Hofmeister: Mandatory School Policies for Transgender Restrooms

A spokesperson for state Superintendent of Public Instruction Joy Hofmeister said Oklahoma public schools must allow students to use any bathroom they choose, based on the student’s self-declared gender identity. the student, and cannot restrict access to the washroom based on biological sex.

Carrie Burkhart, executive director of communications for the Oklahoma State Department of Education, said the agency recently told Stillwater Public Schools that “legal precedent has addressed the need for equal access , including facilities”.

She cited a 2020 decision by the Court of Appeals for the Fourth Circuit that ruled that a school district cannot ban transgender people from using bathrooms that match their gender identity and noted that the United States Supreme Court had declined to hear an appeal of this case.

The statement was released following conflicting reports in the Stillwater School District regarding Hofmeister’s and the Oklahoma State Department of Education’s interpretation of laws governing student access to segregated facilities by sex, including bathrooms.

Hofmeister is currently running for governor, running as a Democrat after switching parties.

Stillwater District has been pushed back by parents after a transgender girl – a man who identifies as a woman – started using the college girls’ bathroom, causing reported distress among some female students.

As recently as January 8, 2021, a memorandum from the U.S. Department of Education’s Office of the General Counsel said schools were not restricted from having gender-segregated bathrooms, despite a 2020 U.S. Supreme Court decision in Bostock v. Clayton County, Georgia that discrimination based on sex includes discrimination based on gender identity when it comes to matters of labor law.

The U.S. Department of Education memo noted that federal law Title IX, which applies to schools that receive federal funding, contains “numerous exceptions permitting or permitting intimate sex-separated activities and facilities” based on biological sex as that phrase was understood in “ordinary ordinary public sense” at the time the law was enacted.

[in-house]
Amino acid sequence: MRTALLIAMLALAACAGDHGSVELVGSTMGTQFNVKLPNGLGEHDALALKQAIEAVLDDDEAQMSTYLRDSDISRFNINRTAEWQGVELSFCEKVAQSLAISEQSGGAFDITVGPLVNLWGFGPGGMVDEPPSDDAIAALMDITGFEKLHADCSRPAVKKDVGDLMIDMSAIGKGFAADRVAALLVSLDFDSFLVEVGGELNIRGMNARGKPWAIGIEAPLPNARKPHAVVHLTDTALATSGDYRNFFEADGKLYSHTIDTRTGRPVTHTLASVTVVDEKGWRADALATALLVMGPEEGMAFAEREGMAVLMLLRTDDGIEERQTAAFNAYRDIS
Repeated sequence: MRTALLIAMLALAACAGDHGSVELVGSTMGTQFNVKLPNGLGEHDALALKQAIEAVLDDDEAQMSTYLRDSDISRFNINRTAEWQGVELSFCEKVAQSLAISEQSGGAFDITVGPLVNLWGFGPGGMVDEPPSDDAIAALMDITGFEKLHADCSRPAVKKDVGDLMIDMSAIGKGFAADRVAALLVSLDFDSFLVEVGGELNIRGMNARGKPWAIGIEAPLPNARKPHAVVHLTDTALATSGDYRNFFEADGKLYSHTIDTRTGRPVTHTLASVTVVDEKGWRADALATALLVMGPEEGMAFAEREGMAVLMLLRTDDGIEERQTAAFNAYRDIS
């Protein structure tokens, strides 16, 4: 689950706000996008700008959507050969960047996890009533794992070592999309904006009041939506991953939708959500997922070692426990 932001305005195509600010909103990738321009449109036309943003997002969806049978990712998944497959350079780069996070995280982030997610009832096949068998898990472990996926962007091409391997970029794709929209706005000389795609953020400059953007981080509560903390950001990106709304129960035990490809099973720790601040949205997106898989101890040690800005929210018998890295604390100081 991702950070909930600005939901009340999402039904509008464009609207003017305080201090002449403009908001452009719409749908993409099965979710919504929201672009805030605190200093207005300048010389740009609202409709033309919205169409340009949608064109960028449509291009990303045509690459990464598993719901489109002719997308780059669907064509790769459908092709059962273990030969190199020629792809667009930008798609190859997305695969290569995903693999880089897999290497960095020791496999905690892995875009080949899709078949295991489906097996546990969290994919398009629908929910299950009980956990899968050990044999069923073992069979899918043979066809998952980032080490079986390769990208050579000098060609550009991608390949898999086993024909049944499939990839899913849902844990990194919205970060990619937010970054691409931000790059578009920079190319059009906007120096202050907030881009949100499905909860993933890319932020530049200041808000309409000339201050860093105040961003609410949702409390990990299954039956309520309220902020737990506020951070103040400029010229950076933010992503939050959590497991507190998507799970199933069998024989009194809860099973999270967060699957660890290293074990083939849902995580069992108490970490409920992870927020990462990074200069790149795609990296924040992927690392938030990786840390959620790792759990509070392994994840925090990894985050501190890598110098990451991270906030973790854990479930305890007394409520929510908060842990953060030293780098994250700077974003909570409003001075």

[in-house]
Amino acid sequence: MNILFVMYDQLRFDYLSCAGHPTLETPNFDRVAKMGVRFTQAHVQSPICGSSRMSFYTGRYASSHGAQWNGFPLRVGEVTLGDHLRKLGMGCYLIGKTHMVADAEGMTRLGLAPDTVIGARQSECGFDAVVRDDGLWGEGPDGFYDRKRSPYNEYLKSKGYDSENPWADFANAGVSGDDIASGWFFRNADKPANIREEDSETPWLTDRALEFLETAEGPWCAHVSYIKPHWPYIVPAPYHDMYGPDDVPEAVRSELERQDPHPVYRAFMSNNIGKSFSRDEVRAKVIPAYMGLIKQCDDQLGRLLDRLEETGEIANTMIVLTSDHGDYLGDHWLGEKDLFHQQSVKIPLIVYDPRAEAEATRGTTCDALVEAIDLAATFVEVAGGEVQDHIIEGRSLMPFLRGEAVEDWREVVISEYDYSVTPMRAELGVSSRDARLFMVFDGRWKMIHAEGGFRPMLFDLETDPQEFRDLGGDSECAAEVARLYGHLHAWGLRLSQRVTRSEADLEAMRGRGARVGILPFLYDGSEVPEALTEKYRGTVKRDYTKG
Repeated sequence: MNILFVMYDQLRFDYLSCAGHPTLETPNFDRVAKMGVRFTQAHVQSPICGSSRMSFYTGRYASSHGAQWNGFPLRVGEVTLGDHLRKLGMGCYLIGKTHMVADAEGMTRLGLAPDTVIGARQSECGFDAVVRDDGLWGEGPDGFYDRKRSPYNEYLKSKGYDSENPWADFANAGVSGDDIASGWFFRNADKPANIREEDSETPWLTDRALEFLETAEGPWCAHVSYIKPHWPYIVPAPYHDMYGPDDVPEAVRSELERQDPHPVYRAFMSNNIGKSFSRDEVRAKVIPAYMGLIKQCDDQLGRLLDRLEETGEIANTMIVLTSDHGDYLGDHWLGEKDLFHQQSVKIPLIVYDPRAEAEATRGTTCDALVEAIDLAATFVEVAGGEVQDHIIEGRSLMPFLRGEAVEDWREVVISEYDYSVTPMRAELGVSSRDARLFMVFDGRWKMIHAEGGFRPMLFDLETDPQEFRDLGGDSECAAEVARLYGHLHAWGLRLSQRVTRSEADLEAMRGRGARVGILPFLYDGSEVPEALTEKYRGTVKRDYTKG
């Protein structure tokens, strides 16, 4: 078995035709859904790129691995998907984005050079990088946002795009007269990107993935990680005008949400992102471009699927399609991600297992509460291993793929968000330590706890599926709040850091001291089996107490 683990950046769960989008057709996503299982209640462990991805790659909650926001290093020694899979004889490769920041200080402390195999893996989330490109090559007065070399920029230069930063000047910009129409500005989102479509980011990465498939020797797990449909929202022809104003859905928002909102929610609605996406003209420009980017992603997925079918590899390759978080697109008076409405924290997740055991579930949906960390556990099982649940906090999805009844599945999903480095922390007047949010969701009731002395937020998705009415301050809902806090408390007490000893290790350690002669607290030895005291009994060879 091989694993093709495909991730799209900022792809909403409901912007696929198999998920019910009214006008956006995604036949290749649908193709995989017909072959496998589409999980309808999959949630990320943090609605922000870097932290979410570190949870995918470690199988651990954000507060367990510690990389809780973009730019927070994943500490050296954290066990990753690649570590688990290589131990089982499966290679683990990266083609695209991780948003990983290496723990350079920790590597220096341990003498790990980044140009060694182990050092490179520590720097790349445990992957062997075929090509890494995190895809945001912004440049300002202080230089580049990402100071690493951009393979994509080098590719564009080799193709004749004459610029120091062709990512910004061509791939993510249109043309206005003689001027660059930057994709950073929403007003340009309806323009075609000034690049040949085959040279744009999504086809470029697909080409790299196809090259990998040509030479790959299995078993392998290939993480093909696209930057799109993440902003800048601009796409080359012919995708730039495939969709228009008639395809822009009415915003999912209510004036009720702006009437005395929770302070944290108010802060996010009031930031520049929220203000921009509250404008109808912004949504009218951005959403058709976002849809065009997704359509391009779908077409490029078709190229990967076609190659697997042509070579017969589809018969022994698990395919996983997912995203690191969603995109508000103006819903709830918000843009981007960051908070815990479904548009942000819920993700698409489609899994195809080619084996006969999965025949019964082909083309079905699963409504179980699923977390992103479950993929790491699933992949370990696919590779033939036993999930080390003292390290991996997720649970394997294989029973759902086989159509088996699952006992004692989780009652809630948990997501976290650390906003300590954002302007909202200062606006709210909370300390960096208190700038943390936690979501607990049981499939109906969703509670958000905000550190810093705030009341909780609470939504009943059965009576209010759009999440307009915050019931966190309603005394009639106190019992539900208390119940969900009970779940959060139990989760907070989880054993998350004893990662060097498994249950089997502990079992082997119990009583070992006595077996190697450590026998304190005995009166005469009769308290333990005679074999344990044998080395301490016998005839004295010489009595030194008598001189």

However, the Biden administration has since issued guidelines stating that schools must allow students access to restrooms based on gender identity, not biology.

Oklahoma Attorney General John O’Connor recently joined 13 other state attorneys general in sending an April 5 letter to the US Department of Education opposing the change. The attorneys general wrote that redefining “sex-based” discrimination to include gender identity would “clearly exceed the Department’s regulatory authority” and ignore the fact that “the ordinary public meaning of the term ‘sex’ in when Title IX was enacted could only be biological distinctions between male and female.

Some entities apparently encouraged Oklahoma public schools to allow bathroom access based on gender identity, not biology, for years, preceding the court rulings now cited to justify those policies.

A presentation on “Transgender Students and Schools,” presented at the Oklahoma State School Boards Association’s annual conference in 2016, indicated that school officials should adopt new transgender policies that could allow bathroom access based on gender identity, although the presentation acknowledged that there was no state law “specifically referring to gender identity or expression”.

The presentation noted that “common student/district issues” associated with transgender policies included restroom access, overnight travel, locker rooms, and dress codes.

Among the “recommended actions and practices to minimize legal disputes” was the adoption of policies “that include gender expression or identity” and “age-appropriate student education”.

This presentation was provided by Karen L. Long, shareholder and partner of Rosenstein, Fist & Ringold. According to its website, the Rosenstein, Fist and Ringold law firm’s clients include “more than 300 public school districts.” Stillwater Public Schools is one of them, and a district spokesperson previously said the school’s restroom policy “framework” came from Rosenstein, Fist & Ringold.

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